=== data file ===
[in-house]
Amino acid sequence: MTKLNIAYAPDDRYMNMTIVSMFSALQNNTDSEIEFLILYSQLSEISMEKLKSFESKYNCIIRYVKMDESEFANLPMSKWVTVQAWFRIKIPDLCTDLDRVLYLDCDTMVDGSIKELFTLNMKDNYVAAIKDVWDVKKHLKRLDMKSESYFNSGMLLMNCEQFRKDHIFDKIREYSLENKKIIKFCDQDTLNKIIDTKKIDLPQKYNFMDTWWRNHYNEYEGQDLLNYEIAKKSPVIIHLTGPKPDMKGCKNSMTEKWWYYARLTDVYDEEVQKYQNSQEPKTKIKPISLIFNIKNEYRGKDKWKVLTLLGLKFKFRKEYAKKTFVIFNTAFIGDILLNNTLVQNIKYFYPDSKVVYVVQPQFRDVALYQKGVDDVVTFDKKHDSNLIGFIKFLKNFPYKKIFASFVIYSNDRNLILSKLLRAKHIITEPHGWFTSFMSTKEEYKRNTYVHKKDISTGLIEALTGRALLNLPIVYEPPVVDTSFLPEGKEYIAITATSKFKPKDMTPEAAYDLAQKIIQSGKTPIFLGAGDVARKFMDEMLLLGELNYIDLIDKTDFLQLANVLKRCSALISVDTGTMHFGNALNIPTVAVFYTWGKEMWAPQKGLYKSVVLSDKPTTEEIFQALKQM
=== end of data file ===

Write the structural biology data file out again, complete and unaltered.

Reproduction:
[in-house]
Amino acid sequence: MTKLNIAYAPDDRYMNMTIVSMFSALQNNTDSEIEFLILYSQLSEISMEKLKSFESKYNCIIRYVKMDESEFANLPMSKWVTVQAWFRIKIPDLCTDLDRVLYLDCDTMVDGSIKELFTLNMKDNYVAAIKDVWDVKKHLKRLDMKSESYFNSGMLLMNCEQFRKDHIFDKIREYSLENKKIIKFCDQDTLNKIIDTKKIDLPQKYNFMDTWWRNHYNEYEGQDLLNYEIAKKSPVIIHLTGPKPDMKGCKNSMTEKWWYYARLTDVYDEEVQKYQNSQEPKTKIKPISLIFNIKNEYRGKDKWKVLTLLGLKFKFRKEYAKKTFVIFNTAFIGDILLNNTLVQNIKYFYPDSKVVYVVQPQFRDVALYQKGVDDVVTFDKKHDSNLIGFIKFLKNFPYKKIFASFVIYSNDRNLILSKLLRAKHIITEPHGWFTSFMSTKEEYKRNTYVHKKDISTGLIEALTGRALLNLPIVYEPPVVDTSFLPEGKEYIAITATSKFKPKDMTPEAAYDLAQKIIQSGKTPIFLGAGDVARKFMDEMLLLGELNYIDLIDKTDFLQLANVLKRCSALISVDTGTMHFGNALNIPTVAVFYTWGKEMWAPQKGLYKSVVLSDKPTTEEIFQALKQM